Airstrikes Kill Dozens Including Children in Yemen

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Turki al-Maliki said the kingdom's air defense had intercepted a ballistic missile fired by the Houthi rebels at a densely populated civilian area in Jizan, according to the Saudi Press Agency.

Among the dead were children on a school bus that had been traveling through Dahyan Market, located in Yemen's Saada province, at the time of the attack.

Johannes Bruwer, the head of the International Committee of the Red Cross (ICRC) delegation to Yemen, said in a tweet that most of those killed by the airstrike were children less than 10 years of age.

The ICRC said in its tweet: "Under global humanitarian law, civilians must be protected during conflict".

The Huthi' Al-Masirah TV reported that 39 people had been killed and 51 wounded, "mostly children".

US State Department spokeswoman Heather Nauert said the United States did not have the "full details of what happened on the ground" but said "we're concerned about these reports".


The missile was sacked from Amran province in northern Yemen on Wednesday night, the coalition said in a statement published by the Saudi Press Agency.

Last week, Yemeni medical officials said the coalition conducted airstrikes in the rebel-held port city of Hodeida, killing at least 28 people and wounding 70.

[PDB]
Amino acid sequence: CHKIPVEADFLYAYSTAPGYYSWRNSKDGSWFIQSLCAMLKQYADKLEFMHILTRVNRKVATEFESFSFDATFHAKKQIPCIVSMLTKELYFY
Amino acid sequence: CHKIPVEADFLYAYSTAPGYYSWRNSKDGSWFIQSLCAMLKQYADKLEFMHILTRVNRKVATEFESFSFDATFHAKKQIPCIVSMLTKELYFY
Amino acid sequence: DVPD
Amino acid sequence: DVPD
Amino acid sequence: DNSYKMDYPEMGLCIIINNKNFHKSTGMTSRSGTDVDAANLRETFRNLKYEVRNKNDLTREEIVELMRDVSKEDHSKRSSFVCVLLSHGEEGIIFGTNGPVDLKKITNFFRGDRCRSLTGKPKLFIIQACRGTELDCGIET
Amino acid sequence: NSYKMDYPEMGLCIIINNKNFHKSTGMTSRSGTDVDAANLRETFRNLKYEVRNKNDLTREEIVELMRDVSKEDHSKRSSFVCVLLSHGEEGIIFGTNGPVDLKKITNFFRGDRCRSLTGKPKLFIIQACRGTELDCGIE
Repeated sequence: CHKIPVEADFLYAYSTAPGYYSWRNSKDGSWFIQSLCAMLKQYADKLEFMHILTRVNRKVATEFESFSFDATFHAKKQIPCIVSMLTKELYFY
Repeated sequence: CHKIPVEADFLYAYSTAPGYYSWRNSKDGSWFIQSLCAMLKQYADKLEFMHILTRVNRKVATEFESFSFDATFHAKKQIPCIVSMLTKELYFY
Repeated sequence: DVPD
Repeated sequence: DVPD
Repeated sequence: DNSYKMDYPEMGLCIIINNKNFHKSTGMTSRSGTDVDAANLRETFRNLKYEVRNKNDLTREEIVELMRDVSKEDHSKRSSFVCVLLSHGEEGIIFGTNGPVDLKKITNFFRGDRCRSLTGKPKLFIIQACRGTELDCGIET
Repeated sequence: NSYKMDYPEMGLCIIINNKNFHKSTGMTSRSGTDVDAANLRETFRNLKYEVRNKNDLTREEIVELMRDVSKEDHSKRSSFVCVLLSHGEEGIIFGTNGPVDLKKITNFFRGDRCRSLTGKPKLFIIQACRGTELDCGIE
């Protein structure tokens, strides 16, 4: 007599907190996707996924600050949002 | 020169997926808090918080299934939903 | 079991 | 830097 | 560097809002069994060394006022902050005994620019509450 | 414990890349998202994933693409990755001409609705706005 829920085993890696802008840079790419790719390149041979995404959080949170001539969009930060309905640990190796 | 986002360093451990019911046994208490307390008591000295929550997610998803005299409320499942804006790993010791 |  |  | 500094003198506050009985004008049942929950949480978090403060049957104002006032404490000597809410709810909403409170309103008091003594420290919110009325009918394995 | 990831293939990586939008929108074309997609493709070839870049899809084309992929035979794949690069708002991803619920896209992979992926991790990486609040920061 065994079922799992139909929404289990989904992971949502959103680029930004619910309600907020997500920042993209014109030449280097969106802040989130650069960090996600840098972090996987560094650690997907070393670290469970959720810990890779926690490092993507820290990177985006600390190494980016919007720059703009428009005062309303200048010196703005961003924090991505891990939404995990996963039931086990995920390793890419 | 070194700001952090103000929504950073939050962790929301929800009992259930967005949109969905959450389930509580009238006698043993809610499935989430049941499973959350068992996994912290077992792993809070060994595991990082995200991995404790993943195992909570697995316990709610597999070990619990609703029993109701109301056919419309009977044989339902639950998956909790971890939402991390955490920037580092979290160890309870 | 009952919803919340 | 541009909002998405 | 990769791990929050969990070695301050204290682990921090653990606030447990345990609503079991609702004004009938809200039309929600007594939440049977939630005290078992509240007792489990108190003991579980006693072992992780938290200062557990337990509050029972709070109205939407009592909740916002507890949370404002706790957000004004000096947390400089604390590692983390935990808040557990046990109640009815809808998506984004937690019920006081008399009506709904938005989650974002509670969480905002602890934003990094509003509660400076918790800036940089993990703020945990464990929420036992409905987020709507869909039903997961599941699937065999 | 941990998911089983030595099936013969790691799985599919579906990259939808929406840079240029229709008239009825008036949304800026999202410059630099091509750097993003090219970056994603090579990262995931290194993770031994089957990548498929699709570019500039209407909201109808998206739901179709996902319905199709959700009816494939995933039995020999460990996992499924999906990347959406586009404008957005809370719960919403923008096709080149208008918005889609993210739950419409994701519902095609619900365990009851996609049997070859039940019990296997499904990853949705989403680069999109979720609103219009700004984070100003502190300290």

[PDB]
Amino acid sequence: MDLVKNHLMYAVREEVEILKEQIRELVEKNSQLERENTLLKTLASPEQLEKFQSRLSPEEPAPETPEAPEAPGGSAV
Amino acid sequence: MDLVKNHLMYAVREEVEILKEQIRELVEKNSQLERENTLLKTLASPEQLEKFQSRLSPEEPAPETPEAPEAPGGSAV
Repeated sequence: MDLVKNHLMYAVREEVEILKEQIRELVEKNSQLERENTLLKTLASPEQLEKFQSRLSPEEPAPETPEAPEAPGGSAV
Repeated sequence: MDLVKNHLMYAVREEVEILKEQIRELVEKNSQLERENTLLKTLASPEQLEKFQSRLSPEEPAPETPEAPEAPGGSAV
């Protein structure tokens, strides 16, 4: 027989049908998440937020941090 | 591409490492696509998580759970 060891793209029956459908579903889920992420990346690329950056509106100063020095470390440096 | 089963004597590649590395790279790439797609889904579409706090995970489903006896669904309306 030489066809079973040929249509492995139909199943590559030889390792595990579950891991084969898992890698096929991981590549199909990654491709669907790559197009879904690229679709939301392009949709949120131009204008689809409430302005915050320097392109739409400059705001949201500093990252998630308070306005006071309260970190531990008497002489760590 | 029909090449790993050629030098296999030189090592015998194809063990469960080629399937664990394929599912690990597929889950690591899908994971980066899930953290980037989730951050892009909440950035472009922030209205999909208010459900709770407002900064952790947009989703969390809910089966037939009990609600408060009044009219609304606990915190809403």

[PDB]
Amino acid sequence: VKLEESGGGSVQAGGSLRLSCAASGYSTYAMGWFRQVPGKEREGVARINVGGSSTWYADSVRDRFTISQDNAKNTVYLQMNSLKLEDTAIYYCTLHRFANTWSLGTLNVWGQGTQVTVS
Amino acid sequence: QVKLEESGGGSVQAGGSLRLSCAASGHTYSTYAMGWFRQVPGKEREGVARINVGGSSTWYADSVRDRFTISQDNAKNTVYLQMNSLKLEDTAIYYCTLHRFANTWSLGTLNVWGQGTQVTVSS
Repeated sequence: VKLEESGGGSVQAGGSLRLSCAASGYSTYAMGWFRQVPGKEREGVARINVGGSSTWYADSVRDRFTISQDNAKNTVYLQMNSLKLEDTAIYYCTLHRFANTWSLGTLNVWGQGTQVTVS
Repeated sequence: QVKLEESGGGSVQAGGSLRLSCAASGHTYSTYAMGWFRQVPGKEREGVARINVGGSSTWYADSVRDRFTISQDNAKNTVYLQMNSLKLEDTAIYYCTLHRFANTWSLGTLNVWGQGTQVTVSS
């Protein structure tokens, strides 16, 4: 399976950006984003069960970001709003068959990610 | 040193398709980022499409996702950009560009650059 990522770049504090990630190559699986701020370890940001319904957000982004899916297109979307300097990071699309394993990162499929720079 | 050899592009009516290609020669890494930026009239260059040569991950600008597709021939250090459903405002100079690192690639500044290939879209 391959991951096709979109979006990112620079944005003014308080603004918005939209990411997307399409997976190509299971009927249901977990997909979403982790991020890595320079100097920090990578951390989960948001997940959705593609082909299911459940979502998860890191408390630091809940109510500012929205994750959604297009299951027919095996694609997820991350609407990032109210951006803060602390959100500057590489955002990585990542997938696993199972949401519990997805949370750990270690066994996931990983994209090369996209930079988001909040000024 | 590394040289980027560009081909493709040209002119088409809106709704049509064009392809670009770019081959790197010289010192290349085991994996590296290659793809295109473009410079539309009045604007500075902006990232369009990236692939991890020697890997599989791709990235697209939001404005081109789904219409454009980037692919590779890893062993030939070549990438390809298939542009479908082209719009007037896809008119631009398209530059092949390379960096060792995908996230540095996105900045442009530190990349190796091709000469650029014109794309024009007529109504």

The attack, the spokesperson said, was retaliation for a missile fired into Saudi Arabia Wednesday, killing one and injuring 11 more.

The Red Cross, however, confirmed that "scores" of children were killed, saying that most of the victims were under the age of 10.

Col. Al-Maliki stressed: "The Coalition will take all necessary measures against the terrorist, criminal acts of the Iranian-Houthi militias, such as recruiting child soldiers, pushing them into battlefields and using them as shields for their terrorist acts". Most of the images of the children hit by this airstrike are so gruesome the broadcasting rules don't allow us to show them - but a warning, the report still contains distressing images.

A child lies in hospital after the school bus he was on was allegedly attacked by the Saudi-led coalition. The paramedics present at sites reportedly said that they had found and treated 40 people with broken bones, cuts and bruises.


But on social media, critics noted that other coverage of the air strike in the U.S. and Britain-which also supports the coalition-failed to acknowledge the countries' involvement in the war.

Col Al Maliki said the coalition was not intentionally targeting civilians, saying the forces used "a high standard measure for targeting, ... civilian casualties are a loss to the coalition and we can not accept high civilian casualties in Yemen".

Wednesday's attack brings the tally to 167 rebel missiles launched since 2015, according to the coalition, which that year joined the Yemeni government's fight against Houthi rebels.

Impoverished Yemen, on the southern tip of the Arabian Peninsula, is now in the world's worst humanitarian crisis, with more than 22.2 million people in need of assistance.

A USA military spokeswoman said United States forces were not involved in Thursday's air strike.


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